• 16–19 Apr (varies): Tianguis Turístico México (‘Tianguis Travel Show’) – Mazatlán, State of Sinaloa. Mexico’s largest annual trade show, each year held in a different location (in 2018 in Mazatlán). It brings together travel industry representatives and journalists from Mexico and buyers around the world. The travel show is focused on encouraging the promotion and marketing of all the wonderful destinations in Mexico. Link 2018 Programme.
• 19–23 Apr (varies): Legendaria Semana de la Moto (‘International Motorcycle Week Mazátlan’) – Mazatlán, State of Sinaloa. The largest annual Latino-American motorcycle rally that takes in Mazatlan since 1996. An event brings together over 20,000 motorcyclists that come by bike from all corners of the Americas. The main event is the Great Parade – a colourful procession of international motorcycle clubs cruising 16 miles along the city’s promenade of the Pacific Ocean. Also, there are other sports events, such as an extreme acrobatics competition, as well as concerts and performances by national rock bands. Link 2017 Programme.
• 21 Apr: Heroica Defensa de Veracruz (‘Heroic Defense of Veracruz’) – Civic holiday/observance. Commemoration of the defence against the USA’s occupation of Veracruz in 1914 by cadets, staff and faculty of the Heroica Escuela Naval Militar and personnel of the Mexican Navy.
• 29 April–1 May: Feria Nacional del Burro (‘National Donkey Fair’) – Otumba (or Otumba de Gómez Farías), State of Mexico. An annual festival celebrating donkeys since 1965 is one of the most established and traditional fairs in central Mexico. The objective of the festival is to recognise the work this animal has done for the benefit of people. One of the main features of the festival is the costume contest, where the donkeys are dressed in various fashionable and famous characters from the world of politics and art. The theme of Donald Trump has recently appeared at the centre of the festival! Also, there are other events, such as polo played on donkeys, a donkey race around the main plaza, and a parade with floats. In addition, there are other sports and cultural events, such as local food, crafts and folk dance. Link 2017 Programme. For more, see the main article (forthcoming).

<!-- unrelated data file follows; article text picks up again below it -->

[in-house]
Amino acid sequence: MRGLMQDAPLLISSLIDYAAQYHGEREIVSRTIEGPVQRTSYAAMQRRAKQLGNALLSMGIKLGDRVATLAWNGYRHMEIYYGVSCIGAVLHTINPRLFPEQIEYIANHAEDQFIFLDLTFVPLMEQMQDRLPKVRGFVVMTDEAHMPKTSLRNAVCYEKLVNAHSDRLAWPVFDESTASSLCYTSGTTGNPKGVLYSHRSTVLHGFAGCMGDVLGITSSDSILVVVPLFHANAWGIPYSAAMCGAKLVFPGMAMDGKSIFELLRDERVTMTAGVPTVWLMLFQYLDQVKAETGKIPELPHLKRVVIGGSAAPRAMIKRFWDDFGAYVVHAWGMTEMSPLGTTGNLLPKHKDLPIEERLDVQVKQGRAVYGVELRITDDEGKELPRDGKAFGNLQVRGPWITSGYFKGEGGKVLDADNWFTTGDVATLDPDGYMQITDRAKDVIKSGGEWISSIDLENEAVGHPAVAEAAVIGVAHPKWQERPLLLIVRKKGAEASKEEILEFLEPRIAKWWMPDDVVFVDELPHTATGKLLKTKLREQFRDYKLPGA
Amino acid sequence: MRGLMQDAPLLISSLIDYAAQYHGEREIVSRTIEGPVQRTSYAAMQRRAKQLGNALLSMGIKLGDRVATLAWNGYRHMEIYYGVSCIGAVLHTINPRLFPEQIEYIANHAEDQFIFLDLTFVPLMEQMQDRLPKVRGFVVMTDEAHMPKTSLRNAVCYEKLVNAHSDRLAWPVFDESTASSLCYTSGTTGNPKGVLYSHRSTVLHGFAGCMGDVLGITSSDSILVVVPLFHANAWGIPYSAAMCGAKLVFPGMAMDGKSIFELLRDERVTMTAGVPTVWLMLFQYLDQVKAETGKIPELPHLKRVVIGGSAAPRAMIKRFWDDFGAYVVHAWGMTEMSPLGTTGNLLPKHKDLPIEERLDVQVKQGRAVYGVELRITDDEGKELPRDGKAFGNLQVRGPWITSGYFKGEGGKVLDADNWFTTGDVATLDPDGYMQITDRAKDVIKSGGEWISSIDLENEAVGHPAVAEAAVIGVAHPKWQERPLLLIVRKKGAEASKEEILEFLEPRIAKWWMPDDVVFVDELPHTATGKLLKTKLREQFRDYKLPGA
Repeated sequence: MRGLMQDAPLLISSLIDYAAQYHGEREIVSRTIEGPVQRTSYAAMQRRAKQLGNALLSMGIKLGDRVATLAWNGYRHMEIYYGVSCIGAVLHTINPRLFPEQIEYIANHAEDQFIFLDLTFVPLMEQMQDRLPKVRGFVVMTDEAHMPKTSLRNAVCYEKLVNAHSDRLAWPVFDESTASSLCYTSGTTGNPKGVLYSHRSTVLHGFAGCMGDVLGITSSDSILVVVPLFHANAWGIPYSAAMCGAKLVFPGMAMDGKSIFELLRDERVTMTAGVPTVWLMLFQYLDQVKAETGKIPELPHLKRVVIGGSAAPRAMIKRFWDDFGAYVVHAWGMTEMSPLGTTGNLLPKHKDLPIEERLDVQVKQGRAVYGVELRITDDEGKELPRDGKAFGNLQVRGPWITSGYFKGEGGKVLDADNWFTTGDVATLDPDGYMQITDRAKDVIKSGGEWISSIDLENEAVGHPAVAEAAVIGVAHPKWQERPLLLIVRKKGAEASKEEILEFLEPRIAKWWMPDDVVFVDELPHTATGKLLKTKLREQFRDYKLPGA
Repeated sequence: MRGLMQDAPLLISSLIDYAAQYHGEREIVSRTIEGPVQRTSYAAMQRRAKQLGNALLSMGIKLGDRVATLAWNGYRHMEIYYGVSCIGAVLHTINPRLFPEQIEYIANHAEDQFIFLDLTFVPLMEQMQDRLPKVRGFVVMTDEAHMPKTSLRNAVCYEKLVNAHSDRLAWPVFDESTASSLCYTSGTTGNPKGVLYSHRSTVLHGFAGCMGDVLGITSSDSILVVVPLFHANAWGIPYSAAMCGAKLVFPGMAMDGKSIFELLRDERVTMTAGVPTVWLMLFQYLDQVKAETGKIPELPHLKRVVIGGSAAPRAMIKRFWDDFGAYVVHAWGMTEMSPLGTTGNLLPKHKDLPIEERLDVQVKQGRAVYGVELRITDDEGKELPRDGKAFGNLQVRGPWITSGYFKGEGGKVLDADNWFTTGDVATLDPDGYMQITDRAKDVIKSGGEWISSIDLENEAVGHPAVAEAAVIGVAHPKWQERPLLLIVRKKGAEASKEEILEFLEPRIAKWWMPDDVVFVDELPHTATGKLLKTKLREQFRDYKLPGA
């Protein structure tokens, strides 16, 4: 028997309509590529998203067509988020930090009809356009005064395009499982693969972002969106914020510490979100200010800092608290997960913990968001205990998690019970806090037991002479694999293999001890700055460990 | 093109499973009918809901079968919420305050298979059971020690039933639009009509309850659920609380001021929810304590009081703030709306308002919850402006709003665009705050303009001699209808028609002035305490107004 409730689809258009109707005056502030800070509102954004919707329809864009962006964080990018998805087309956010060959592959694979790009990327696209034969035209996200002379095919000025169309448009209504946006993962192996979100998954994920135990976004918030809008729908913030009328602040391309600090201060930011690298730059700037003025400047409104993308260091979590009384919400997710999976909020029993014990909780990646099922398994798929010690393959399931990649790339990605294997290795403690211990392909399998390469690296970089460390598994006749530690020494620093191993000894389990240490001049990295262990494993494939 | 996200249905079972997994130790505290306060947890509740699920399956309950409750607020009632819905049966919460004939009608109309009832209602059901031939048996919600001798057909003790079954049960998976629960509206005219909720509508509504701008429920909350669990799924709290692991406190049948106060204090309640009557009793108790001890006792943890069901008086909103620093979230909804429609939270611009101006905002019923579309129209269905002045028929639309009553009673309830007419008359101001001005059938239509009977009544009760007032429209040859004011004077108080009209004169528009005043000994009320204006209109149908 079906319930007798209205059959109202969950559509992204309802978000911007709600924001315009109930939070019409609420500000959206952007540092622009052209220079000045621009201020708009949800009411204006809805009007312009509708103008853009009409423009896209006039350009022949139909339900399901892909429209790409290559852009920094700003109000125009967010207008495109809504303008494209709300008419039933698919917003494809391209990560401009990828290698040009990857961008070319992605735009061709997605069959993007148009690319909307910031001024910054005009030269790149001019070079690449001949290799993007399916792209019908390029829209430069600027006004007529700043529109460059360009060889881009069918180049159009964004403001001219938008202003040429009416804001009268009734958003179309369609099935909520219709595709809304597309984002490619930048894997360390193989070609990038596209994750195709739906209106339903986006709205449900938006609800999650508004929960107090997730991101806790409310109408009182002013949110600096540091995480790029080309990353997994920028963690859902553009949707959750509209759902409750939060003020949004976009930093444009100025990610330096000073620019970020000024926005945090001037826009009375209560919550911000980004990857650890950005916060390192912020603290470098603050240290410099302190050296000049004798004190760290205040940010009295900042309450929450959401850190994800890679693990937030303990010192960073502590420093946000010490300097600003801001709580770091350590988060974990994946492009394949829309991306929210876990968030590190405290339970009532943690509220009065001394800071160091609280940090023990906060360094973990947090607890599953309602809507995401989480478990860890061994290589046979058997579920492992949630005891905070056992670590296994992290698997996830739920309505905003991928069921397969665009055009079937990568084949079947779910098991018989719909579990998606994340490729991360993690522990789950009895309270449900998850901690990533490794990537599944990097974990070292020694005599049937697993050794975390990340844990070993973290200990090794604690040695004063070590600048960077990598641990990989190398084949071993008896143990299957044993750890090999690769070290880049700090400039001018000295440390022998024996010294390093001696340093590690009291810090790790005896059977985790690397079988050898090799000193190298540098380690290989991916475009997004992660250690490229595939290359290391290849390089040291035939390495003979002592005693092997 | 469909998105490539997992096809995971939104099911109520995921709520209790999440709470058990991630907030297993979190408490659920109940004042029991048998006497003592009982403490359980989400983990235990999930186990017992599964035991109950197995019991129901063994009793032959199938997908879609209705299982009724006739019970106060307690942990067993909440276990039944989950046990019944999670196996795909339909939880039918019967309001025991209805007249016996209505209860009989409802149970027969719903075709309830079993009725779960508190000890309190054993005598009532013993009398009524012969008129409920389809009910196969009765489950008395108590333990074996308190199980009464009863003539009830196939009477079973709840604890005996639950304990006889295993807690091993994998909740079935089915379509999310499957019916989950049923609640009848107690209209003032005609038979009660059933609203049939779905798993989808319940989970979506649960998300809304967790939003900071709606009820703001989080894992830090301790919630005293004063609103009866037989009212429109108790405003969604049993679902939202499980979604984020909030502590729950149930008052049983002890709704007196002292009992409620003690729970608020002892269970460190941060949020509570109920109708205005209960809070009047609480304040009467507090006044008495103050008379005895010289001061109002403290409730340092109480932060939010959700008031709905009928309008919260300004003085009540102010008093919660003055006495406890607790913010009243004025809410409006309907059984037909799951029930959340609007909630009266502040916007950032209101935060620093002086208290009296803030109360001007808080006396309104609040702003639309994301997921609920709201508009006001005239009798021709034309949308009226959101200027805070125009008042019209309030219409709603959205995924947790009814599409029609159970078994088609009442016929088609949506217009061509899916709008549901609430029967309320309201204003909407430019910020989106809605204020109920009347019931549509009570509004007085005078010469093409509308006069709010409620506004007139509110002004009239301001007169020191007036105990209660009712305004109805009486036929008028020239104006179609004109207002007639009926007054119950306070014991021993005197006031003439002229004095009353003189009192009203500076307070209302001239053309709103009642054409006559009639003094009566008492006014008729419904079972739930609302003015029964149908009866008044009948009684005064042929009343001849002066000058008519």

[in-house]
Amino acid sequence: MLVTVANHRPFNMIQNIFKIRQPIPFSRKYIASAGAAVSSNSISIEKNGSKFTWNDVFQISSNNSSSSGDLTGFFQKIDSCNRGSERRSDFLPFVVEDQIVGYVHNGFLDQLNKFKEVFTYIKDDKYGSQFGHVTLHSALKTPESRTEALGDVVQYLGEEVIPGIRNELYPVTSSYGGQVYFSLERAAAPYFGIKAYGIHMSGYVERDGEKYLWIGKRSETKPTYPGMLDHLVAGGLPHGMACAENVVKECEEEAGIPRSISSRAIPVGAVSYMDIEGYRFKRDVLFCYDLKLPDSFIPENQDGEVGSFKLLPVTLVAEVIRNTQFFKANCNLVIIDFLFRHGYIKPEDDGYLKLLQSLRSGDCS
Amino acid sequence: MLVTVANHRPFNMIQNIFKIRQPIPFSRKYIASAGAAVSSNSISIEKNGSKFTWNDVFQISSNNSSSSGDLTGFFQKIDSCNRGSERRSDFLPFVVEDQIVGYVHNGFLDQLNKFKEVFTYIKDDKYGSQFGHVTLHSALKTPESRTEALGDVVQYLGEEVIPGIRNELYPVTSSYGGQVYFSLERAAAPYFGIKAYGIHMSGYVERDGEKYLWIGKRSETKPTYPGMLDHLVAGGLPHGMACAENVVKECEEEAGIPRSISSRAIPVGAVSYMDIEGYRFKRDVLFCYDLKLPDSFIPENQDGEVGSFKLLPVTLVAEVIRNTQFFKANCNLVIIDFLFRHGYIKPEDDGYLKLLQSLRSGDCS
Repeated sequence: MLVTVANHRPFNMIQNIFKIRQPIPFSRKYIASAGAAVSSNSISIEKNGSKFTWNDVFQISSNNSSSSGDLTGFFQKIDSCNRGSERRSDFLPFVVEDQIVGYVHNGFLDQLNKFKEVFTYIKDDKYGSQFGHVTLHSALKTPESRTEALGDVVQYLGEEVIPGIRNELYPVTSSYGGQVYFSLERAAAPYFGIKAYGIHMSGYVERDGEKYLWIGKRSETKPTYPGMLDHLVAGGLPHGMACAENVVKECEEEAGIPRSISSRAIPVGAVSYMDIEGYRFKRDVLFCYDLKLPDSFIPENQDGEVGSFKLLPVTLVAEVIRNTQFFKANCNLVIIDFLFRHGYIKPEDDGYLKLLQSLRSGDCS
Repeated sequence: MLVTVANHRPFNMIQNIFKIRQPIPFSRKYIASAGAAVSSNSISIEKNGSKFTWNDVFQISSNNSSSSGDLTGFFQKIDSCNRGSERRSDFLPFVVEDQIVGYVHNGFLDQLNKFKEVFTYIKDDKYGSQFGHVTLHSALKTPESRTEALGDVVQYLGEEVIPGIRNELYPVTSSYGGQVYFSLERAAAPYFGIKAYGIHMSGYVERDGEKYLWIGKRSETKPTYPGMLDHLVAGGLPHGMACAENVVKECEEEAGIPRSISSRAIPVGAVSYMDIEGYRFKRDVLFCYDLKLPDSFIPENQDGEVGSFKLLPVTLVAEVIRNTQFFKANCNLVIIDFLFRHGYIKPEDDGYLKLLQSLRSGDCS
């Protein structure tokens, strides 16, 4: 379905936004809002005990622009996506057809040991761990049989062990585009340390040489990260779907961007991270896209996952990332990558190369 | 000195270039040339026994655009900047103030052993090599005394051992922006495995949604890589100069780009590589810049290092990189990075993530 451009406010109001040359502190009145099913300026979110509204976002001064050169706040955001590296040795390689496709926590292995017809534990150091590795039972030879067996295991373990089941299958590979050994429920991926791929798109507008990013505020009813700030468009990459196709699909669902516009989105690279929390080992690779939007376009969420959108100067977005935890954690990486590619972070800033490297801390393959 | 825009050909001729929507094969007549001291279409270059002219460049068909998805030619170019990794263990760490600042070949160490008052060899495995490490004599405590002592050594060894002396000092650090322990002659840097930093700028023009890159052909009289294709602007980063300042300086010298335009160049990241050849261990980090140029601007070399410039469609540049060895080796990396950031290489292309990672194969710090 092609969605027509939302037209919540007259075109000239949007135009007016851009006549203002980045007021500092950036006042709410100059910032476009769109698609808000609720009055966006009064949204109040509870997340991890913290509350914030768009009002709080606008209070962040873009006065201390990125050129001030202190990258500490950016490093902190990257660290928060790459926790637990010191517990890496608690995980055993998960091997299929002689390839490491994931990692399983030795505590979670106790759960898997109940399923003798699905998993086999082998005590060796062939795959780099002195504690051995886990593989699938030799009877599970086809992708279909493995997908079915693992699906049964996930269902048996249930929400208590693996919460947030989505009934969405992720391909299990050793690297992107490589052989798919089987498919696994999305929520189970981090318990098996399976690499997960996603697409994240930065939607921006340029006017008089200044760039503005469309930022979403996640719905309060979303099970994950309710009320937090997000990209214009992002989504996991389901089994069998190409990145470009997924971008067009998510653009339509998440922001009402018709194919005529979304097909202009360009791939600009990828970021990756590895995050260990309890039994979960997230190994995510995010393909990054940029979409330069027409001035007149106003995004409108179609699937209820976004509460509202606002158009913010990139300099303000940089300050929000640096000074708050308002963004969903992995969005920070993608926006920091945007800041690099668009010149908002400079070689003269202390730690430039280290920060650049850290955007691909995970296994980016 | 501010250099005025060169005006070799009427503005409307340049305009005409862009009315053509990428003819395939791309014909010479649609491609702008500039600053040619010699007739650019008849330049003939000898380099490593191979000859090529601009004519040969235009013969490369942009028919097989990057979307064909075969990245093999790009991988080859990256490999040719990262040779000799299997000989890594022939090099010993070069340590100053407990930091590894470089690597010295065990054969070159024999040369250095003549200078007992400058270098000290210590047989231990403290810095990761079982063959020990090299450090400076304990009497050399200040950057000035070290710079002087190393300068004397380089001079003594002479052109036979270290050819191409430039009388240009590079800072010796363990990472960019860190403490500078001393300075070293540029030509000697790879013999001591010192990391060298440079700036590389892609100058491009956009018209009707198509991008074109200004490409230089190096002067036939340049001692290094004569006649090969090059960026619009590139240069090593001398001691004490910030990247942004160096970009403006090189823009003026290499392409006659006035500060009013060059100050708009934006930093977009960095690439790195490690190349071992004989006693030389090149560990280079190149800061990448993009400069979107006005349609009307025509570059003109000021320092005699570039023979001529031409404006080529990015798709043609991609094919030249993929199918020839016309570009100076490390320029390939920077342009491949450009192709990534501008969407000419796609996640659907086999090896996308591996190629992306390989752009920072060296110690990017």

• 30 Apr: Día del del Niño (‘Children’s Day’) – Nationwide/observance. An annual celebration since 1925, honouring all children, paying homage to their importance in society, and endorsing their well being. Children look forward to this day as the day is celebrated with activities, special events and festivities all centered around them. For more, see the main article (forthcoming).
TO BE CONTINUED
- On detailed listings of holidays, festivals and celebrations throughout the year in Mexico see TripSavvy or Mexperience or The Real Mexico or Wikipedia or (in Spanish) Ferias de México, Donde Hay Feria and México Desconocido.
- Filz, Gretchen. 2016. “Does Christmas End on Epiphany?” Catholic Company. 4 Jan 2016. Article [Accessed 18 Dec 2016].
- Franz, Carl & Lorena Havens. 2006. The People’s Guide to Mexico. Berkeley (CA): Avalon Travel.
- “Official 2015-2016 Mexican School Calendar.” Secretaría de Educación Pública. Article [Accessed 18 Dec 2016].